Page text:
The Tea Party is claiming credit for the Republican trouncing of the Democrats last night, but the Tea Party wave is just an illusion. This victory was by—and for—the theo-free-marketeers who have long controlled the GOP in the service of a “Christian nation” that boasts pro-big business legislation and policy.
With the GOP re-taking control of the House, and Mike Pence (another of those Tea Party-supporting Republicans who has always said, “I’m a Christian, a conservative, and a Republican, in that order”) eyeing 2012, Minnesota’s Michele Bachmann (who long ago declared herself a “fool for Christ”) is making noise about running for his leadership position. Bachmann, who jumped on the Tea Party bandwagon early but whose roots are “Christian nation” through and through, is proposing closed-door lessons on the Constitution for members of Congress. As she told the Values Voters Summit in September, the rights enumerated in the Constitution come from God. That may be a claim made by the Tea Party, but the religious right got there first. The Tea Party’s take on it is entirely derivative.
“One of Us”
The American Center for Law and Justice’s Jordan Sekulow, a conservative evangelical and Republican activist who touts Tea Party victories, tweeted on election night that Rand Paul’s victory in Kentucky was one for “constitutional conservatives” because “he is one of us”—meaning one of those people who believes the Constitution was a divinely-inspired document and that government shouldn’t legislate rights beyond what (they think) God intended people to have.
Is Paul an anti-authority, secular libertarian who just hates “big government” and taxes? Fifty percent of Kentucky voters told exit pollsters that they are white evangelical Christians (the only other available response, to exit polls in Kentucky and several other states, was “all other people”), and 68% of them voted for him, despite his professed affection for the atheist Ayn Rand.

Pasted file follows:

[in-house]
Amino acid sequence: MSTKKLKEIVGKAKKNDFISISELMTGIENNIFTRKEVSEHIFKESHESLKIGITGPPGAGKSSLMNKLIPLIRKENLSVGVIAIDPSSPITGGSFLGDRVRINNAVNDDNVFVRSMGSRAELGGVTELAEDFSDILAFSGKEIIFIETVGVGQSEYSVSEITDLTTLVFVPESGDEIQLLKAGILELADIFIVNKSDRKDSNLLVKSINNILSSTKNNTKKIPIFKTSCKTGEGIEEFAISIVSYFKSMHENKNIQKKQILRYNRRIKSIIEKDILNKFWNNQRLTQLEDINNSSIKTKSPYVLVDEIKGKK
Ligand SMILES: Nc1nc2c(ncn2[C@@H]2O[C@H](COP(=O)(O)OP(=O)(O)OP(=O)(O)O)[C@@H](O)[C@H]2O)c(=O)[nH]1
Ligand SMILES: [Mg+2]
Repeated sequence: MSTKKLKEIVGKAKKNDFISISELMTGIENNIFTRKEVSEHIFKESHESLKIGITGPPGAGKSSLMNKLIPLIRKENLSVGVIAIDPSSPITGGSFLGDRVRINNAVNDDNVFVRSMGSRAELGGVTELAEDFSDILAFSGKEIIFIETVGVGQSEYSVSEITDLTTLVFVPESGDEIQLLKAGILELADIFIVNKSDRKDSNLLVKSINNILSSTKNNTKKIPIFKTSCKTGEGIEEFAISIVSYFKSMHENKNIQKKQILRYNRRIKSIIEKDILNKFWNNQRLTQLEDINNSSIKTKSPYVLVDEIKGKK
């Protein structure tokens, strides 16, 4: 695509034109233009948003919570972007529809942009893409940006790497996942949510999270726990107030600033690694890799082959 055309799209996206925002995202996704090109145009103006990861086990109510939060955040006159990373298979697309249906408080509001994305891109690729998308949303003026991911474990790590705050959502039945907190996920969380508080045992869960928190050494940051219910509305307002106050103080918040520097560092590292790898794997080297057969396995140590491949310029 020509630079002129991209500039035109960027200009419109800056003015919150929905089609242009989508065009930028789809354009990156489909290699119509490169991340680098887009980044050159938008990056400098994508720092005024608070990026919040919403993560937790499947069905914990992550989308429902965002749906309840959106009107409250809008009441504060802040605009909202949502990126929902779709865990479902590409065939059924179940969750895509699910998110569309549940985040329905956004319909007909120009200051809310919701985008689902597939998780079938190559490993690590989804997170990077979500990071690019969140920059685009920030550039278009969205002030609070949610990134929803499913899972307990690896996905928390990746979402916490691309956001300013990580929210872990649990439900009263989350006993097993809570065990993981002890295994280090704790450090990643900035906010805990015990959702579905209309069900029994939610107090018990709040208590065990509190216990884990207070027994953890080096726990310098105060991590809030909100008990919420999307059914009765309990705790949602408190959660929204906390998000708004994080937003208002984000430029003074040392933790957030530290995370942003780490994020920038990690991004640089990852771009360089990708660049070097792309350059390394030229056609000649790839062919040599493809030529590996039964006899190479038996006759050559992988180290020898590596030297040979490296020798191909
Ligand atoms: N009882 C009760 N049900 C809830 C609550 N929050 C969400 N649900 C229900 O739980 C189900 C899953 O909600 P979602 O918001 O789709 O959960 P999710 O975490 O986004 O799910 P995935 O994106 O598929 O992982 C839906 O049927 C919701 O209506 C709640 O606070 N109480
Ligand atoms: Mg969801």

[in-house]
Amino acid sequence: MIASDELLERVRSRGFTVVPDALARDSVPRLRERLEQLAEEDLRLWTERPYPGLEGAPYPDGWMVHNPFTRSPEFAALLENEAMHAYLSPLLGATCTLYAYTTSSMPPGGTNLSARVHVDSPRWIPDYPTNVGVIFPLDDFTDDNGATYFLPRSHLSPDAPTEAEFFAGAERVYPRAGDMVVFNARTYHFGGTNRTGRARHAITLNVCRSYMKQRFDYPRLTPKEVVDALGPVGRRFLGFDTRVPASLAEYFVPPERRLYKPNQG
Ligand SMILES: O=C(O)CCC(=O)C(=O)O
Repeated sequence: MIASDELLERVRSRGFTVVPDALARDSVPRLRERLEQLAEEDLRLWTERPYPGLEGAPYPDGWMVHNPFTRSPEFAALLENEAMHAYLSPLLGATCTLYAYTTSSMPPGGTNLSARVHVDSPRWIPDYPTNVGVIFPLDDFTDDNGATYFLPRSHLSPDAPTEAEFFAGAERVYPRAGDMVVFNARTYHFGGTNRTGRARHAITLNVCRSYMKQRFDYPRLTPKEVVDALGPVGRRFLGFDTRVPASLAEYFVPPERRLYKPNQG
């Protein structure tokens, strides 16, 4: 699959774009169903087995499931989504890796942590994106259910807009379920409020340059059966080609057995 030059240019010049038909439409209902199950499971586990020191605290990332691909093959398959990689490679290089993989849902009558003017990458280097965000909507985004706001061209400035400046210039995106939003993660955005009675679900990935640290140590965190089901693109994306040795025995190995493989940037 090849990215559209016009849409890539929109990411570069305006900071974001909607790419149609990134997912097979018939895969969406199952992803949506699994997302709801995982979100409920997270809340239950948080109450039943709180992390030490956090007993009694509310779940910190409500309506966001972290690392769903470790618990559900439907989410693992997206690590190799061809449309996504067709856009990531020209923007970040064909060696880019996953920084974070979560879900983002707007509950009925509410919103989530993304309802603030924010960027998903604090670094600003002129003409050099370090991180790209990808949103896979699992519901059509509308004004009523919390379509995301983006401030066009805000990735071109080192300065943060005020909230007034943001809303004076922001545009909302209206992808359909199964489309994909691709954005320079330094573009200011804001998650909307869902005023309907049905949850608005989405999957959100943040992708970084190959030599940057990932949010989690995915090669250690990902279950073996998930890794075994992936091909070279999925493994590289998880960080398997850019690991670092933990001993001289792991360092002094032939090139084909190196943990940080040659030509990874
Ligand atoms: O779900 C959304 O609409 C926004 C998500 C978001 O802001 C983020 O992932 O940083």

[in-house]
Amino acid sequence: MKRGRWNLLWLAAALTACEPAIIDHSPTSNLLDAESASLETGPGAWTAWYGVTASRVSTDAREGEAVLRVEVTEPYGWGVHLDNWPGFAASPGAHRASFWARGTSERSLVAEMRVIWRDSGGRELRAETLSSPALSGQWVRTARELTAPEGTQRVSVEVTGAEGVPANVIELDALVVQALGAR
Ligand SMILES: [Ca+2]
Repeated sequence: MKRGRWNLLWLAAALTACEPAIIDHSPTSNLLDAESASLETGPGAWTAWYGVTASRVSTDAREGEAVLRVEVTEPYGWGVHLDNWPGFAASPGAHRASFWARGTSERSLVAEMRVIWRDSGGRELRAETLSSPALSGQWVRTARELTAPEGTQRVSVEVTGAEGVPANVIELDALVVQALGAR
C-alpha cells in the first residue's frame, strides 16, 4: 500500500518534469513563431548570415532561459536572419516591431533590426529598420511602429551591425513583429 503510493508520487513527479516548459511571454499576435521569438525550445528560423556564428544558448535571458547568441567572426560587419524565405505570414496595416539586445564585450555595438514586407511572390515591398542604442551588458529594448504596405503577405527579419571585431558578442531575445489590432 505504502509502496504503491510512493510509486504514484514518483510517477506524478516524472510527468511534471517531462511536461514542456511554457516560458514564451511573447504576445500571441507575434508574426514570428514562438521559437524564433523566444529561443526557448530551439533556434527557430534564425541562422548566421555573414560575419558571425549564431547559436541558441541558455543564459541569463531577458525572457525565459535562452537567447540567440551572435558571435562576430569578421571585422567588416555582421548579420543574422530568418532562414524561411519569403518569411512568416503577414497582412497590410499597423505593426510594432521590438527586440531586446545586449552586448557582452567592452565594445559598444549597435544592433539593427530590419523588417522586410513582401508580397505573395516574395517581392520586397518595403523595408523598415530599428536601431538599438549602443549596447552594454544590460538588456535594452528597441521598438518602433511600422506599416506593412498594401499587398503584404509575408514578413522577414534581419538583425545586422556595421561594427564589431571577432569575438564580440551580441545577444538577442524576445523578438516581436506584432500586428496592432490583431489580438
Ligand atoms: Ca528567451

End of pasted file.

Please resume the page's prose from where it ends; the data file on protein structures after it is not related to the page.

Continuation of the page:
South Carolina Senator Jim DeMint—whose party still faces minority status in the Senate, albeit with a closer margin—claimed to buck GOP leadership by supporting candidates like Paul in the primaries. He tapped into Christian Reconstructionist mailing lists to raise money for Sharron Angle, who, with 44% of Nevada voters calling her “too conservative” in exit polls, lost to Senate majority leader Harry Reid. Now DeMint is supposedly the thorn in minority leader Mitch McConnell’s side, a task he takes on proudly with Paul and Florida’s new Senator, Marco Rubio, who is a favorite with social conservatives and signed on with Christian nation mythologist David Barton.
DeMint, of course, is one of those Republicans who is very much a Washington insider but disingenuously claims (for Tea Party-cred) to be a renegade fighting it from the outside. But DeMint is a religious right hero first. DeMint thinks that gay people and single mothers shouldn’t teach in public schools; then again, he also believes that “a nation that raises its children in government schools cannot expect its people to stand for the principles of freedom.” He contends (speaking of, yes, education) that the Great Awakening inspired the American Revolution. His attacks on President Obama and his alleged “socialism” pre-date the Tea Party mania, and focused, earlier, on accusations that he was declaring “war on prayer.” DeMint is no secular libertarian, as many characterize the driving force of the Tea Party; he is a hardcore theocrat who believes less regulation will let God’s chosen business people make big money in the Christian nation.